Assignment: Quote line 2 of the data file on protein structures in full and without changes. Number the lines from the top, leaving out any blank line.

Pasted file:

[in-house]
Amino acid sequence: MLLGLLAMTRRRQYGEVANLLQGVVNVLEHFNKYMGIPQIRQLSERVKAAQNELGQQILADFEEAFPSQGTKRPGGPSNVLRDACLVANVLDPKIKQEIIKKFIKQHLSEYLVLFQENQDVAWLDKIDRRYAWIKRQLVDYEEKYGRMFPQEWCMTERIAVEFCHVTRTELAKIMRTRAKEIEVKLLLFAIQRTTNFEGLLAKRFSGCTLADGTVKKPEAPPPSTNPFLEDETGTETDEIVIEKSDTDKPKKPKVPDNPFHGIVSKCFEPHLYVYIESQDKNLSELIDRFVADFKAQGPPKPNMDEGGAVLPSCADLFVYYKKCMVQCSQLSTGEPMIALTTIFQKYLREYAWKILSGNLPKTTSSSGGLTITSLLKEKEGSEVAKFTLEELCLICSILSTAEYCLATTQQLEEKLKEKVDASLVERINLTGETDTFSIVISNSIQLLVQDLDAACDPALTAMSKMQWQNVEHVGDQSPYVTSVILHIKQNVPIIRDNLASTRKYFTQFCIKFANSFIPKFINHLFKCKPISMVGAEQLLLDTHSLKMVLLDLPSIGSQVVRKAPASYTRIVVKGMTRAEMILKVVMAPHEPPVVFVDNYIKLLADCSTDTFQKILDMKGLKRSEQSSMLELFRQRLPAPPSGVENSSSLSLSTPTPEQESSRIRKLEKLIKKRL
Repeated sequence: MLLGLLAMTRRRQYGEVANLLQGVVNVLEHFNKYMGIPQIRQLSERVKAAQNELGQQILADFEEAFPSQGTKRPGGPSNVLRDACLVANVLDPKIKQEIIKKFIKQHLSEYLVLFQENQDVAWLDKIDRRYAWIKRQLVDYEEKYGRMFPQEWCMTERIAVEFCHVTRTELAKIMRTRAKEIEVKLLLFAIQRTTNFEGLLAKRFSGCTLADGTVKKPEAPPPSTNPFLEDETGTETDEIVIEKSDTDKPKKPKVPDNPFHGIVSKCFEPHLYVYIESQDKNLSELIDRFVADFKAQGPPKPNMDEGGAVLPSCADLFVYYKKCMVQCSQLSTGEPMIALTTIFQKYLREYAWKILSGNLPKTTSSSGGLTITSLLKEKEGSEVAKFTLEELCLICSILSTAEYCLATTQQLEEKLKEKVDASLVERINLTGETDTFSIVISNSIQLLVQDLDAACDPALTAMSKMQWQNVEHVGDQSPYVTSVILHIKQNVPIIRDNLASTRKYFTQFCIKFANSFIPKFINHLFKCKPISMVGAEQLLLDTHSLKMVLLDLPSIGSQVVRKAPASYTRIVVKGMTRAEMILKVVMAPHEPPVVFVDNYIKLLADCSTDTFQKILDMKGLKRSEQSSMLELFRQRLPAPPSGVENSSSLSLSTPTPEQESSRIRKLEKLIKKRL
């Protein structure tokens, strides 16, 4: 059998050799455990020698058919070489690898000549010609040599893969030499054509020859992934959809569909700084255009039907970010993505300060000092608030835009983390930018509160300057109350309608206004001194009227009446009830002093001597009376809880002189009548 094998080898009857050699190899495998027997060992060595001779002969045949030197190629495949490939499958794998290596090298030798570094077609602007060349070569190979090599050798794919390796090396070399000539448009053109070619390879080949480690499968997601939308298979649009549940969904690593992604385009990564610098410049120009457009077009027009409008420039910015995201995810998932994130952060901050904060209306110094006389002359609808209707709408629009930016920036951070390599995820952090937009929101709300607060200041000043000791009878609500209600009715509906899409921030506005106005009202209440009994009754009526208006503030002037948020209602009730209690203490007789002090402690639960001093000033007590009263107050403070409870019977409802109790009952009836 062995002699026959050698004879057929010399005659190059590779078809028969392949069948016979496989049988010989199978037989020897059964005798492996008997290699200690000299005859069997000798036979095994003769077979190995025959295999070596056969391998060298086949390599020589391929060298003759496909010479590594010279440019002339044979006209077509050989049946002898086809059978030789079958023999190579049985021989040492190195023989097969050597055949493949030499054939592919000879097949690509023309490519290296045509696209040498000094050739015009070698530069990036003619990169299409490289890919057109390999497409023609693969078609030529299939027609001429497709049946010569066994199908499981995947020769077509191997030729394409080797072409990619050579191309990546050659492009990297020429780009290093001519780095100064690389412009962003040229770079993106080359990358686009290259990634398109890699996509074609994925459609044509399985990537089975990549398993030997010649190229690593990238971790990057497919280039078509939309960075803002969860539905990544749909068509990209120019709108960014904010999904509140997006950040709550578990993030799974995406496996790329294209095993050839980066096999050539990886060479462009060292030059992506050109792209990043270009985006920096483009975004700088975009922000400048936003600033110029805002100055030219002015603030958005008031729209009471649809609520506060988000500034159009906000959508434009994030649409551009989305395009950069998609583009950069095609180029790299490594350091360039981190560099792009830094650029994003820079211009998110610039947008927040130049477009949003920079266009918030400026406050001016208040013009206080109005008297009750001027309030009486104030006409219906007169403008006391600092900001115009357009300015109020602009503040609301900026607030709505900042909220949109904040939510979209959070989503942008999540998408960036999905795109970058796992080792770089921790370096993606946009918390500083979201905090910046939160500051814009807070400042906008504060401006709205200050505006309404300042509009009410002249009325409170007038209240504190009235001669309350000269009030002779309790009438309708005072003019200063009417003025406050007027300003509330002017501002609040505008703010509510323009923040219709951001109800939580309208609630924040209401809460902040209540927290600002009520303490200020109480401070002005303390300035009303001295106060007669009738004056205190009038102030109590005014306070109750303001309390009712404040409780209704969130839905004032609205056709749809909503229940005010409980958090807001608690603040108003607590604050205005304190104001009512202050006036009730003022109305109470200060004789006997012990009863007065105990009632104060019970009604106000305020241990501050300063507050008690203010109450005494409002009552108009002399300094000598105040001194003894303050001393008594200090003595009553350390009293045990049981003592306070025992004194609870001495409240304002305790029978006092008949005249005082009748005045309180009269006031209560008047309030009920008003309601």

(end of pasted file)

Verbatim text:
Amino acid sequence: MLLGLLAMTRRRQYGEVANLLQGVVNVLEHFNKYMGIPQIRQLSERVKAAQNELGQQILADFEEAFPSQGTKRPGGPSNVLRDACLVANVLDPKIKQEIIKKFIKQHLSEYLVLFQENQDVAWLDKIDRRYAWIKRQLVDYEEKYGRMFPQEWCMTERIAVEFCHVTRTELAKIMRTRAKEIEVKLLLFAIQRTTNFEGLLAKRFSGCTLADGTVKKPEAPPPSTNPFLEDETGTETDEIVIEKSDTDKPKKPKVPDNPFHGIVSKCFEPHLYVYIESQDKNLSELIDRFVADFKAQGPPKPNMDEGGAVLPSCADLFVYYKKCMVQCSQLSTGEPMIALTTIFQKYLREYAWKILSGNLPKTTSSSGGLTITSLLKEKEGSEVAKFTLEELCLICSILSTAEYCLATTQQLEEKLKEKVDASLVERINLTGETDTFSIVISNSIQLLVQDLDAACDPALTAMSKMQWQNVEHVGDQSPYVTSVILHIKQNVPIIRDNLASTRKYFTQFCIKFANSFIPKFINHLFKCKPISMVGAEQLLLDTHSLKMVLLDLPSIGSQVVRKAPASYTRIVVKGMTRAEMILKVVMAPHEPPVVFVDNYIKLLADCSTDTFQKILDMKGLKRSEQSSMLELFRQRLPAPPSGVENSSSLSLSTPTPEQESSRIRKLEKLIKKRL